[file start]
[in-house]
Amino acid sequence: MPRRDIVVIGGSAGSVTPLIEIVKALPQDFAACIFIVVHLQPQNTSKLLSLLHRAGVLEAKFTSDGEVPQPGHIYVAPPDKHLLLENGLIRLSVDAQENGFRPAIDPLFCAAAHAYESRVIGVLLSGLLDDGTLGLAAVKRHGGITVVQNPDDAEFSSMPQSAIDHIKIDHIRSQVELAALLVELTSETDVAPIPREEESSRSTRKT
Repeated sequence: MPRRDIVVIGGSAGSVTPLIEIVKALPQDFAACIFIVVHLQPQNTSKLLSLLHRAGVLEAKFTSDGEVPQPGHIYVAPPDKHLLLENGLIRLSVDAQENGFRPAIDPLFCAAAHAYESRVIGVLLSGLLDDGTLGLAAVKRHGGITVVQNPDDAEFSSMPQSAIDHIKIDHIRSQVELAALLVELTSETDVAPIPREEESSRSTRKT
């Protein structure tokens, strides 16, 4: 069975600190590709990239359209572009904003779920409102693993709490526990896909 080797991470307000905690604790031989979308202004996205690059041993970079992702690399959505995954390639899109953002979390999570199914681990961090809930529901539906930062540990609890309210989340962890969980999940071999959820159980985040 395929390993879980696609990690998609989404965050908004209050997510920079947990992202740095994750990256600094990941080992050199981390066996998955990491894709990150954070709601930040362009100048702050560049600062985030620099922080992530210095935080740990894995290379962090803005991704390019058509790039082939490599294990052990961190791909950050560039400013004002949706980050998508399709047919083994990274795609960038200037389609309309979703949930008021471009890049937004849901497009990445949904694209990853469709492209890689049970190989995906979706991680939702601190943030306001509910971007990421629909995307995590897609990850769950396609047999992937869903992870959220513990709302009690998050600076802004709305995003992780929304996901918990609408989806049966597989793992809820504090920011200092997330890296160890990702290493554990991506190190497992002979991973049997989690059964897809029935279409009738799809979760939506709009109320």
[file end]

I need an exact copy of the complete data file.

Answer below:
[in-house]
Amino acid sequence: MPRRDIVVIGGSAGSVTPLIEIVKALPQDFAACIFIVVHLQPQNTSKLLSLLHRAGVLEAKFTSDGEVPQPGHIYVAPPDKHLLLENGLIRLSVDAQENGFRPAIDPLFCAAAHAYESRVIGVLLSGLLDDGTLGLAAVKRHGGITVVQNPDDAEFSSMPQSAIDHIKIDHIRSQVELAALLVELTSETDVAPIPREEESSRSTRKT
Repeated sequence: MPRRDIVVIGGSAGSVTPLIEIVKALPQDFAACIFIVVHLQPQNTSKLLSLLHRAGVLEAKFTSDGEVPQPGHIYVAPPDKHLLLENGLIRLSVDAQENGFRPAIDPLFCAAAHAYESRVIGVLLSGLLDDGTLGLAAVKRHGGITVVQNPDDAEFSSMPQSAIDHIKIDHIRSQVELAALLVELTSETDVAPIPREEESSRSTRKT
């Protein structure tokens, strides 16, 4: 069975600190590709990239359209572009904003779920409102693993709490526990896909 080797991470307000905690604790031989979308202004996205690059041993970079992702690399959505995954390639899109953002979390999570199914681990961090809930529901539906930062540990609890309210989340962890969980999940071999959820159980985040 395929390993879980696609990690998609989404965050908004209050997510920079947990992202740095994750990256600094990941080992050199981390066996998955990491894709990150954070709601930040362009100048702050560049600062985030620099922080992530210095935080740990894995290379962090803005991704390019058509790039082939490599294990052990961190791909950050560039400013004002949706980050998508399709047919083994990274795609960038200037389609309309979703949930008021471009890049937004849901497009990445949904694209990853469709492209890689049970190989995906979706991680939702601190943030306001509910971007990421629909995307995590897609990850769950396609047999992937869903992870959220513990709302009690998050600076802004709305995003992780929304996901918990609408989806049966597989793992809820504090920011200092997330890296160890990702290493554990991506190190497992002979991973049997989690059964897809029935279409009738799809979760939506709009109320």